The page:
Law Commission downplays fears of secret searches

Search and Surveillance bill goes under scrutiny

Online search powers included in a new Search and Surveillance Bill have been miscontrued by critics, according to the Law Commission.

Speaking at a recent seminar organised by a coalition of opponents to the Bill, now before a Select Committee, Warren Young, deputy president of the Law Commission, sought to negate fears that enforcement agencies would be able to conduct secret searches.

If the Bill is passed in its current form, speakers at the seminar said, a variety of agencies, from Police and the Commerce Commission and even the Pork Board, will have extensive and intrusive search and seizure powers.

These could include rights to conduct an online search of a computer belonging to someone suspected of an offence or regulatory infraction, without the suspect being aware of it.

While Section 101(4)(k) of the Bill appears to refer to such searches, Young said the power will only be able to be applied to search an “internet site”.

For example, police can search a webmail account associated with the suspect, a repository that can be legitimately accessed from a computer to which they have been allowed physical access under a search warrant.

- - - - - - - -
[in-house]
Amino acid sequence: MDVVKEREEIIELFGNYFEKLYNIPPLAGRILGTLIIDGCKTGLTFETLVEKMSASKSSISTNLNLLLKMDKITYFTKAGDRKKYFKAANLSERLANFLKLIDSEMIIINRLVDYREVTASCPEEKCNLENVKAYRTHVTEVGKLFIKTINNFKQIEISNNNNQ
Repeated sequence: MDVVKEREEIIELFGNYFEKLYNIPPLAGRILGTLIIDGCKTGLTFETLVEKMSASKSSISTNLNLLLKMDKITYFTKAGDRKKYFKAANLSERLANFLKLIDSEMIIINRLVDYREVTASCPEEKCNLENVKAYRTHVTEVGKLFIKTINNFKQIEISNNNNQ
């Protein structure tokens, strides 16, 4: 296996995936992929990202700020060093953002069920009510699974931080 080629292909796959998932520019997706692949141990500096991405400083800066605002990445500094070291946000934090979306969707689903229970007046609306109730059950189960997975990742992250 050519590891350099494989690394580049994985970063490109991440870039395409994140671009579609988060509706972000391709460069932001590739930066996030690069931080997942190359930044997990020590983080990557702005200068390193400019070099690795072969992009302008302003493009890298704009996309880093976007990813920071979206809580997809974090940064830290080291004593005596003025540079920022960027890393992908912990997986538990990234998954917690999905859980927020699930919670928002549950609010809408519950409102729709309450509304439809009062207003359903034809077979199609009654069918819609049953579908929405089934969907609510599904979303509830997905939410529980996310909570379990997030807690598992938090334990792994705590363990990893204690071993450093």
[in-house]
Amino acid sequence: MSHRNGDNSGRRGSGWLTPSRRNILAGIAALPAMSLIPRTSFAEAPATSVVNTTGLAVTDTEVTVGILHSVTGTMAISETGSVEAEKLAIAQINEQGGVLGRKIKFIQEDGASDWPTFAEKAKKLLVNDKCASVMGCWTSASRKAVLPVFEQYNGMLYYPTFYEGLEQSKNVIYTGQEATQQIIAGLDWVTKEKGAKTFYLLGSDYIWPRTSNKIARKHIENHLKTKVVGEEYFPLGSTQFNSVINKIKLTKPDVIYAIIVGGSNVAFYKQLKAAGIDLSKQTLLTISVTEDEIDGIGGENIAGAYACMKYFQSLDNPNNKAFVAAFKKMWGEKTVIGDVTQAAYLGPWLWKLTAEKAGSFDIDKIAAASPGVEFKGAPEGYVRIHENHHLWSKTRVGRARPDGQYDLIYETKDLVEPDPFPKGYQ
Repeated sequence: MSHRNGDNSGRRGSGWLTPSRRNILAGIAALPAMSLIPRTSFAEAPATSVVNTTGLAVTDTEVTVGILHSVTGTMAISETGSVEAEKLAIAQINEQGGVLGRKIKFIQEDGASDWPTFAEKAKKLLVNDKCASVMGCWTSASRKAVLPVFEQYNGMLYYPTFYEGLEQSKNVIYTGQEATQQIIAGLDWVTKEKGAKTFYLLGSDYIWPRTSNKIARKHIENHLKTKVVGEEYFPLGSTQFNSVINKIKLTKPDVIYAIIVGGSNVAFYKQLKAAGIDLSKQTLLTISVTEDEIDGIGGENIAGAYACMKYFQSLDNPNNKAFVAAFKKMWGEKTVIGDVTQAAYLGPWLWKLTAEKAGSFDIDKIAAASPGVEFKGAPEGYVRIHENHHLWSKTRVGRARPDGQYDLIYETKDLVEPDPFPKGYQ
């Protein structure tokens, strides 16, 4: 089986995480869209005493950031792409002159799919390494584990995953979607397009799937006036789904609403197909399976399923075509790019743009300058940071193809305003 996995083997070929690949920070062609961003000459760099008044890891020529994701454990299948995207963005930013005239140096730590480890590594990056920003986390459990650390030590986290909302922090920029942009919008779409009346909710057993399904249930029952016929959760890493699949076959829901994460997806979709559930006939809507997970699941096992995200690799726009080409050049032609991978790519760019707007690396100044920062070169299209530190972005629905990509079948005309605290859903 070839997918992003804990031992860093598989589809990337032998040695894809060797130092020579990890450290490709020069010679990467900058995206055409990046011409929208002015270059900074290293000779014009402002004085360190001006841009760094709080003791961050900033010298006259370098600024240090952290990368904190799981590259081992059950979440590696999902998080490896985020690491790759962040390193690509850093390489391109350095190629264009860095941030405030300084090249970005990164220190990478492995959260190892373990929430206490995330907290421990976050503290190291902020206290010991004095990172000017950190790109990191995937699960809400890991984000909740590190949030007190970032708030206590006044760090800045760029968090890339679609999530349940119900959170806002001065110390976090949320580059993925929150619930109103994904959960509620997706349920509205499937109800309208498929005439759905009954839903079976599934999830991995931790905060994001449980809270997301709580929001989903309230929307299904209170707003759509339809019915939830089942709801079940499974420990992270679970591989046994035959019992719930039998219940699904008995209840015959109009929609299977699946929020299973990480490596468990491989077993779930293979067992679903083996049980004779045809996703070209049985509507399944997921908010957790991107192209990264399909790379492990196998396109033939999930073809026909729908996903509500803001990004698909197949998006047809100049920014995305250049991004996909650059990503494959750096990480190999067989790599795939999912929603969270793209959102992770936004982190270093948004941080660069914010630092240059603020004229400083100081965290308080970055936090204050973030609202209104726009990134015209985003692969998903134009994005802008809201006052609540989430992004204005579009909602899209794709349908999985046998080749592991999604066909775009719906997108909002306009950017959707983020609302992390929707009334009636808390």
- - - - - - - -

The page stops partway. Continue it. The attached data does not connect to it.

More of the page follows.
“You can’t sit in the Police Electronic Crimes lab and hack into [a suspect’s] computer at home,” Young said.

“What the Bill says is that if data you’re looking for is [stored] on an internet site, and you can specify the internet site in your application for a warrant in the same way as you can specify a physical address, then you can get a warrant for that purpose.

“That is because clearly there is no physical place you can go to.”

One reason for the provision, he says, is that organised groups of criminals sometimes communicate with one another by using webmail accounts at internet cafés.

“You go into the internet café, you type in a draft, you never send it. You leave it in the Hotmail account; somebody else goes into another internet café, they read the draft and write a reply.”

Under present law, he says law enforcement agencies can’t get that kind of evidence.

“So we have that very limited extension for internet facilities that the Law Commission recommended [as] an exception to our general view that remote hacking into computers was definitely off limits.”

Some members of the audience remained unconvinced, however, and the subject surfaced repeatedly through the evening.

Lawyer Michael Bott of NZ Civil Liberties says he is not sure that computers will in practice remain immune from covert online searches.

Law-enforcement officers are known for “pushing the envelope”, he says, and might choose to exercise the power in defiance of a legal opinion, if no superior officer had countermanded it.

Earlier this year, a spokesperson in Justice Minister Simon Power’s office says no online access would be allowed unless the site was not physically accessible, but lawyer Rick Shera pointed out that there was no explicit statement of this in the Bill.

Young, however, says an explicit statement is not needed as substantive powers are only available if they’re specifically provided.

“There’s nothing in the Bill that provides remote access in that sense,” he said.

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